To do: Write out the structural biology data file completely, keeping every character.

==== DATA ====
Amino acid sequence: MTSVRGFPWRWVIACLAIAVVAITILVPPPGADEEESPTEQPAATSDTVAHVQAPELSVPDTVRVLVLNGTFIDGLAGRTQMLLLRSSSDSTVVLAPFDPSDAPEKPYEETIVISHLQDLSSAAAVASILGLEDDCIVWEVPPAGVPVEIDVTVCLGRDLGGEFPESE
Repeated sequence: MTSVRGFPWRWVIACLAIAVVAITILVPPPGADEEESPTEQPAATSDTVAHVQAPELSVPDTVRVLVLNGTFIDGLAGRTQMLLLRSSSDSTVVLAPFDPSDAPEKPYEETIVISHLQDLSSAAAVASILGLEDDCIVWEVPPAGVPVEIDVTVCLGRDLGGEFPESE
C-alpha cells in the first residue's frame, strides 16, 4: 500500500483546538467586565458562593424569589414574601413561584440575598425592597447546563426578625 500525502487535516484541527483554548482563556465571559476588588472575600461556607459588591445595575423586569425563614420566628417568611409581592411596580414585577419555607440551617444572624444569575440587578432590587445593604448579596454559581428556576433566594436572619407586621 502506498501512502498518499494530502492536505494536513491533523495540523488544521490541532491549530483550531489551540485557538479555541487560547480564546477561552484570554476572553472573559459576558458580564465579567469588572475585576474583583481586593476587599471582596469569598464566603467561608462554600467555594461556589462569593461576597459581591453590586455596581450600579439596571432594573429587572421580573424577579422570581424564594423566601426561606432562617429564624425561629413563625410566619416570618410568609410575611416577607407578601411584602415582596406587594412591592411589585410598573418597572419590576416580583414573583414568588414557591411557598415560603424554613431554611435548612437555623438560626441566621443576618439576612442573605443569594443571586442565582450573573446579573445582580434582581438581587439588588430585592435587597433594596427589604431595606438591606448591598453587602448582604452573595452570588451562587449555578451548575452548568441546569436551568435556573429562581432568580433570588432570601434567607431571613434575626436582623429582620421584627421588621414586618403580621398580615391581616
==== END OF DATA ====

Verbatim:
Amino acid sequence: MTSVRGFPWRWVIACLAIAVVAITILVPPPGADEEESPTEQPAATSDTVAHVQAPELSVPDTVRVLVLNGTFIDGLAGRTQMLLLRSSSDSTVVLAPFDPSDAPEKPYEETIVISHLQDLSSAAAVASILGLEDDCIVWEVPPAGVPVEIDVTVCLGRDLGGEFPESE
Repeated sequence: MTSVRGFPWRWVIACLAIAVVAITILVPPPGADEEESPTEQPAATSDTVAHVQAPELSVPDTVRVLVLNGTFIDGLAGRTQMLLLRSSSDSTVVLAPFDPSDAPEKPYEETIVISHLQDLSSAAAVASILGLEDDCIVWEVPPAGVPVEIDVTVCLGRDLGGEFPESE
C-alpha cells in the first residue's frame, strides 16, 4: 500500500483546538467586565458562593424569589414574601413561584440575598425592597447546563426578625 500525502487535516484541527483554548482563556465571559476588588472575600461556607459588591445595575423586569425563614420566628417568611409581592411596580414585577419555607440551617444572624444569575440587578432590587445593604448579596454559581428556576433566594436572619407586621 502506498501512502498518499494530502492536505494536513491533523495540523488544521490541532491549530483550531489551540485557538479555541487560547480564546477561552484570554476572553472573559459576558458580564465579567469588572475585576474583583481586593476587599471582596469569598464566603467561608462554600467555594461556589462569593461576597459581591453590586455596581450600579439596571432594573429587572421580573424577579422570581424564594423566601426561606432562617429564624425561629413563625410566619416570618410568609410575611416577607407578601411584602415582596406587594412591592411589585410598573418597572419590576416580583414573583414568588414557591411557598415560603424554613431554611435548612437555623438560626441566621443576618439576612442573605443569594443571586442565582450573573446579573445582580434582581438581587439588588430585592435587597433594596427589604431595606438591606448591598453587602448582604452573595452570588451562587449555578451548575452548568441546569436551568435556573429562581432568580433570588432570601434567607431571613434575626436582623429582620421584627421588621414586618403580621398580615391581616